Intensive reflex training on video game performance study

The purpose of the study is to determine whether intensive, short term reflex training methods on the performance of proficient amateur players of fast paced action online video games (based on actions per minute) can be enhanced to the level of professional players. Actions per minute (APM) is a measurement of a player’s load handling capacity and is one of the metrics for judging player skill. A casual player can hit 50 APM; an experienced player, 75 APM; a proficient player 150 APM; and professional players can get up to 500–600 APM.

A sample of 40 secondary school students who are proficient players (150 APM) of a fast paced action online video game are randomly assigned to two groups. 20 students will be assigned to the intensive, short term training group and 20 students to the control group. The students in the training group will follow a daily one-hour intensive reflex training programme for a period of 12 weeks. The programme is online, requiring students to respond via key inputs as quickly and accurately as possible to visual and audio stimuli. After each training session, subjects will be required to practice (i.e. playing the game) for 4 hours per day. At the end of the 12-week period, all the students will take part in an online multiplayer competition where the APM of the participants will be measured.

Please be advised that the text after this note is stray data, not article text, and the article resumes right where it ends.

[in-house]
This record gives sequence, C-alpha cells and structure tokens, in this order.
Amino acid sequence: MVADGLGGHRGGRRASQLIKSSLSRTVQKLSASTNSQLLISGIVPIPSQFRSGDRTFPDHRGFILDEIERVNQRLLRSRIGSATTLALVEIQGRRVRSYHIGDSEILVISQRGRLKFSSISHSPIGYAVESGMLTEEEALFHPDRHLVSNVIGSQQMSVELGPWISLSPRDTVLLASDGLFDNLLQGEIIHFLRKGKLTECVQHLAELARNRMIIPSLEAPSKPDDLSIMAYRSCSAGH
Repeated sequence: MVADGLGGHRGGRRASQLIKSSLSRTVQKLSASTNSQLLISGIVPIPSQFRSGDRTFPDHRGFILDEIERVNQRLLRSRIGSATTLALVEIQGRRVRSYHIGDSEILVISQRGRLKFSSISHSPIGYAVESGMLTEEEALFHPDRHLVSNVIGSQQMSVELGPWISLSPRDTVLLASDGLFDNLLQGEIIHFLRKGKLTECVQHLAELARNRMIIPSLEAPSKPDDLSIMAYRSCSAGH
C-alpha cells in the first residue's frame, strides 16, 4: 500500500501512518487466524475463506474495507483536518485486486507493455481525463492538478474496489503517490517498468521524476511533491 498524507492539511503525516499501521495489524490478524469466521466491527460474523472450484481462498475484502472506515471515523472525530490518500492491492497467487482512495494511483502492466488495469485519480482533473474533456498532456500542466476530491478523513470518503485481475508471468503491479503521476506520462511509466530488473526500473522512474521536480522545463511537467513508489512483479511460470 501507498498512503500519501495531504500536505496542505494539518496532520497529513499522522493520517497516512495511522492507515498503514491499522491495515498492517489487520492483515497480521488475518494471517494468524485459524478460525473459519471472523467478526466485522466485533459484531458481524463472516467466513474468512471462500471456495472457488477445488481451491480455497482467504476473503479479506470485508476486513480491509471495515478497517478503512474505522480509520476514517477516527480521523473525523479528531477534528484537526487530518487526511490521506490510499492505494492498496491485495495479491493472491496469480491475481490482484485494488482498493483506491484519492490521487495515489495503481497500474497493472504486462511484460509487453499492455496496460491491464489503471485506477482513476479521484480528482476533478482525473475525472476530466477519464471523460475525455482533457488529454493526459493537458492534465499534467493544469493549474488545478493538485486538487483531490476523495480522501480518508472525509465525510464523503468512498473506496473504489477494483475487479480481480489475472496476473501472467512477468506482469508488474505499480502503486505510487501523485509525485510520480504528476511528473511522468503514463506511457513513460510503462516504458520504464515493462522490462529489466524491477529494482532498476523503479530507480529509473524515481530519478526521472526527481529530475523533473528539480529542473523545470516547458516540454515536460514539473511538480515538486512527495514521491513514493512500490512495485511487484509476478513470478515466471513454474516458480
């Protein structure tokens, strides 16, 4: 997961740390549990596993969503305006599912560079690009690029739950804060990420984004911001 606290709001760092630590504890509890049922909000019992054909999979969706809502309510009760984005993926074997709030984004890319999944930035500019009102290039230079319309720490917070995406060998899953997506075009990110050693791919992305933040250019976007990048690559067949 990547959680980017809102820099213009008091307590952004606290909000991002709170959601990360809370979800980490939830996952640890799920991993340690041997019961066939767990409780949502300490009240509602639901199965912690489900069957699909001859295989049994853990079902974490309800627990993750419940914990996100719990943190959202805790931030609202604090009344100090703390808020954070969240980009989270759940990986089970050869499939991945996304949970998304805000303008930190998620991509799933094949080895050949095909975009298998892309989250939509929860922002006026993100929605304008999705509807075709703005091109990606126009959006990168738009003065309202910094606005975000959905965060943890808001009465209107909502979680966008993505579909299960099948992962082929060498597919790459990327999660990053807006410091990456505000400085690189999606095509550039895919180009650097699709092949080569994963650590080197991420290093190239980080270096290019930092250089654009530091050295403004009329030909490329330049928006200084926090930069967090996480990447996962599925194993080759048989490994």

Developed for use at an October 2016 CENTRES workshop on the Social, Behavioural and Educational Research. © 2016 National University of Singapore. All rights Reserved. These materials may be used for educational purposes only.